Singapore’s new financial legislation is aimed to increase crypto-related activities in the country. Notable crypto operators and exchanges support the move to obtain a Singaporean license.
The crypto landscape is drastically changing around the world – especially in Singapore where global cryptocurrency firms have been given the opportunity, through new payment legislation to expand the horizons of their operations to the country by obtaining operational licenses to function therein.
This legislation, The Payment Service Act which becomes effective by Tuesday, is the first of its kind in the list of comprehensive regulations, regarding the activities of companies involved in the trading and digital payments of tokens such as Ethereum and Bitcoin. Asides the adoption of cryptocurrency firms into the regulatory community, the law also grants the Monetary Authority of Singapore with corporate oversight authority for managing risks relating to cybersecurity and controls on terrorist financing and money laundering.
This action taken by the Singaporean government bridges the gap with Japan which is presently a major Asian Hubspot for cryptocurrency trading since the latter awarded 22 exchanges with trading licenses to operate in the country from 2017 to date. The increased interest of investors in digital tokens has brought about the need for several regulators around the world to create avenues to bring these exchanges under their watch, to prevent an incessant increase in illicit activities – especially money laundering using these media.
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The primary advantage offered by this new law signed into legislation by Singapore as stated by the CEO and founder of Ethikom Consultancy is to provide regulatory transparency on the innovative and disruptive kinds of payment activities such as cryptocurrency exchanges and e-wallets. This aids prospective applicants to sort out issues relating to compliance and licensing.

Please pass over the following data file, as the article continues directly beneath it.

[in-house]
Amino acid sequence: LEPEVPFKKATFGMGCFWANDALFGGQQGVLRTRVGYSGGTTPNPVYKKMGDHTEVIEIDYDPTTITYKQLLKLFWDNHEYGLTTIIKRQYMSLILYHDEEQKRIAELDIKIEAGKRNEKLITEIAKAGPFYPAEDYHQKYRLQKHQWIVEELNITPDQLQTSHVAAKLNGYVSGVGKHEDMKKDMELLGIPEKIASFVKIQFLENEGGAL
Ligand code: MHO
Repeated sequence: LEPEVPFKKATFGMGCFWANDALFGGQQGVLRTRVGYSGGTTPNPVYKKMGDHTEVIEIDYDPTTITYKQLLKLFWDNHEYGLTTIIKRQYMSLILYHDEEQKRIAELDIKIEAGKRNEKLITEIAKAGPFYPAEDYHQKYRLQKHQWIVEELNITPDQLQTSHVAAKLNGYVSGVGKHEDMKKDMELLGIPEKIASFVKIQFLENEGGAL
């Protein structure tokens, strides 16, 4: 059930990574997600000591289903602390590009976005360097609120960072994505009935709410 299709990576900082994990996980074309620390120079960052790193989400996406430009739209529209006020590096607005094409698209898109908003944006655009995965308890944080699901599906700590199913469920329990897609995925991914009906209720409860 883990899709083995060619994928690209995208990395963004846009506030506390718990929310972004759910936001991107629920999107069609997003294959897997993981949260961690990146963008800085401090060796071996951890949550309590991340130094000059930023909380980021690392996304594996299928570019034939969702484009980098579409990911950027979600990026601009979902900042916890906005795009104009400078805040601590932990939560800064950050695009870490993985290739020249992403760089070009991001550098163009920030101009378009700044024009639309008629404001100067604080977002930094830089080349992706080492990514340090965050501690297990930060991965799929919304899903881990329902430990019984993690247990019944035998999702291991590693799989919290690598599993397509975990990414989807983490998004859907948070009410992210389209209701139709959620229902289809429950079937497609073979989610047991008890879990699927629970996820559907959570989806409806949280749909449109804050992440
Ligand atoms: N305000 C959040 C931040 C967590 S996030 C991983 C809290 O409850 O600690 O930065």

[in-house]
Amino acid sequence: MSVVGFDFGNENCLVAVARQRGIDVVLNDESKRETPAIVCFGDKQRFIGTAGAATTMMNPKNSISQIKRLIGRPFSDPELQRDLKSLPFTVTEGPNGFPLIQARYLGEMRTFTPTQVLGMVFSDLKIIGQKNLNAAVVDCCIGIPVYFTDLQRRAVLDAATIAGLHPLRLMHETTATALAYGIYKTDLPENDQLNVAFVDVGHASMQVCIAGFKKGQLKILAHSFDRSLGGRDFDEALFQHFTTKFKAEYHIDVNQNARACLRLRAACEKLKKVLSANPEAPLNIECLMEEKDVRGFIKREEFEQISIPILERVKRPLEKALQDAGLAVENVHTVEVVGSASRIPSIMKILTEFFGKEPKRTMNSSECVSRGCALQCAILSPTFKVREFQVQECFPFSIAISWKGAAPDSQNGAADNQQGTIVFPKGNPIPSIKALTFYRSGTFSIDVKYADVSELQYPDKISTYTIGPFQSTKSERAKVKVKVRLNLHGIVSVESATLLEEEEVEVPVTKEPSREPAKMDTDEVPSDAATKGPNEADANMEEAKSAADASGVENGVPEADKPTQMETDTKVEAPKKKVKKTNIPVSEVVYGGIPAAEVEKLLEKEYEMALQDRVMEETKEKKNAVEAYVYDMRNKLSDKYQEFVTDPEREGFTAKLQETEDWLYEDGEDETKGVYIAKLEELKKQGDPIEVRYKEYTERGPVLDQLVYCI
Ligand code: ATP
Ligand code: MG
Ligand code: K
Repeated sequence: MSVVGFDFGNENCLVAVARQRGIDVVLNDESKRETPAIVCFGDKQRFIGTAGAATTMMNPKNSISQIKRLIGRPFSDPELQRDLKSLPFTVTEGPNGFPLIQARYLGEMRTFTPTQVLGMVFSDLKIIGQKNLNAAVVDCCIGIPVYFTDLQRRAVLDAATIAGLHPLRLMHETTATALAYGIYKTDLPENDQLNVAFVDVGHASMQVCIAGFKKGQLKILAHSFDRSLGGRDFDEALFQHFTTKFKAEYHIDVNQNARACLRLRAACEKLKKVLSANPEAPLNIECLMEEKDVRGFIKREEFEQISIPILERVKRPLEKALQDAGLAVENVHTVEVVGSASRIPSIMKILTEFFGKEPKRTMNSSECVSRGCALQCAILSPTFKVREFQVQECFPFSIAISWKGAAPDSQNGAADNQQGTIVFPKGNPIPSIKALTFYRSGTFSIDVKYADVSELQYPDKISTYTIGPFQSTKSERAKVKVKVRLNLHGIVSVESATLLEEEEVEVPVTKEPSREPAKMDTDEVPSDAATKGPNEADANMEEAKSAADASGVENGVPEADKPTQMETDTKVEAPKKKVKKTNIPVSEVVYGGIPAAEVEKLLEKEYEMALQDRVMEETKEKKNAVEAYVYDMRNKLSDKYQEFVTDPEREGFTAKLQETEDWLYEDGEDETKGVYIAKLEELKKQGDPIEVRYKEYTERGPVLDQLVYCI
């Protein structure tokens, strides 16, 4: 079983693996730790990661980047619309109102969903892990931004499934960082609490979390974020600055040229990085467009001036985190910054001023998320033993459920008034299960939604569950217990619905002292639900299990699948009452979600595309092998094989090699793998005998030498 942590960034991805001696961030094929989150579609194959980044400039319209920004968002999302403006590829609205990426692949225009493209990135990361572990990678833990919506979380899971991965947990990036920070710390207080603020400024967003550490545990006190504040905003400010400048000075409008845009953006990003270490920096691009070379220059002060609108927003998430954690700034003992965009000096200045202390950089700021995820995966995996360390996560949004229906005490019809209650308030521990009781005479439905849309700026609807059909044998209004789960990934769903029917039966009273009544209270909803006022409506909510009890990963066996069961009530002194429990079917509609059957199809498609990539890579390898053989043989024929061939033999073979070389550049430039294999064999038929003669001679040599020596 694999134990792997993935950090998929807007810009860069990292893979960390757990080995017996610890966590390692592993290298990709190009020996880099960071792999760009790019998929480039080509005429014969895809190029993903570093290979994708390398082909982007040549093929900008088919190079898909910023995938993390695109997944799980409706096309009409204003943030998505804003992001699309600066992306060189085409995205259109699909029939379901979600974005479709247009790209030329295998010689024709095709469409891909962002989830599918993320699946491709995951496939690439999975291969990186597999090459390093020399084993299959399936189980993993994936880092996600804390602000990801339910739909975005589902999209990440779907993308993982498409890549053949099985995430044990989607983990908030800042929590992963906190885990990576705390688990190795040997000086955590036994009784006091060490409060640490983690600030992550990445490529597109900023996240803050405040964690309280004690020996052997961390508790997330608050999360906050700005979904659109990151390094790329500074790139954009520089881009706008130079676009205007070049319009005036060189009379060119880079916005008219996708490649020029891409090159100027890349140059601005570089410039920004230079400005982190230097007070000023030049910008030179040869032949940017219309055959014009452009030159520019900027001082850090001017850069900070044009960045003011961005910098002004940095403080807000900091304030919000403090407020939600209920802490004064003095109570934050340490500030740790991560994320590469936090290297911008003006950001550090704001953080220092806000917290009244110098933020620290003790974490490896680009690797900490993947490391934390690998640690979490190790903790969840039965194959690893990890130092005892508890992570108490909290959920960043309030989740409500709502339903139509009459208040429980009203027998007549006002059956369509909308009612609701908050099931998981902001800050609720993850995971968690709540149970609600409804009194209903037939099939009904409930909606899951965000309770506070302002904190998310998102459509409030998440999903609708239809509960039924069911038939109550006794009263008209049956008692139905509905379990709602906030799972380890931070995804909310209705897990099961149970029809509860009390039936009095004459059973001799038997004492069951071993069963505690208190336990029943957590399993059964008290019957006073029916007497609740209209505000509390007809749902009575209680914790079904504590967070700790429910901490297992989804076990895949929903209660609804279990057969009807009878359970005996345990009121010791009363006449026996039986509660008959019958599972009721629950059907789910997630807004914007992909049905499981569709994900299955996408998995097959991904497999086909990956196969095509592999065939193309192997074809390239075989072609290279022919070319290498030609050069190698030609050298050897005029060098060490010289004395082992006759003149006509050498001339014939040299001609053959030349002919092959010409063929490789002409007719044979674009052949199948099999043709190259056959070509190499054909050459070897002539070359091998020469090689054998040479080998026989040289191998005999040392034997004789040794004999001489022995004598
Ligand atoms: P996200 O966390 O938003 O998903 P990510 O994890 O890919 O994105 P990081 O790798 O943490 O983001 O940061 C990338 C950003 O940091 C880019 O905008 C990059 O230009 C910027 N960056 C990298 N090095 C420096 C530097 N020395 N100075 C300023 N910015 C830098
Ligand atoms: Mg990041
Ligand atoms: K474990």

Mike Kayamori, the Chief Executive Officer at Liquid Group Inc. – a crypto exchange operator based in Tokyo is one among a number of firms who have welcomed this development with open arms and also plans to apply for its Singaporean license through its domestic subsidiary, Quoine Pte.
Luno, a London-based exchange, having obtained the license to operate in Malaysia last year is also currently in operation in Singapore. Its general manager, Sherry Goh. also backed the legislation made by the government, stating that it provides customers with the assurance that these licensed crypto operators can be trusted.
Binance Holdings Ltd., a stronghold in the crypto exchanges which although already has an office in Singapore, is yet to comment on whether or not the firm will be obtaining a license from Singapore.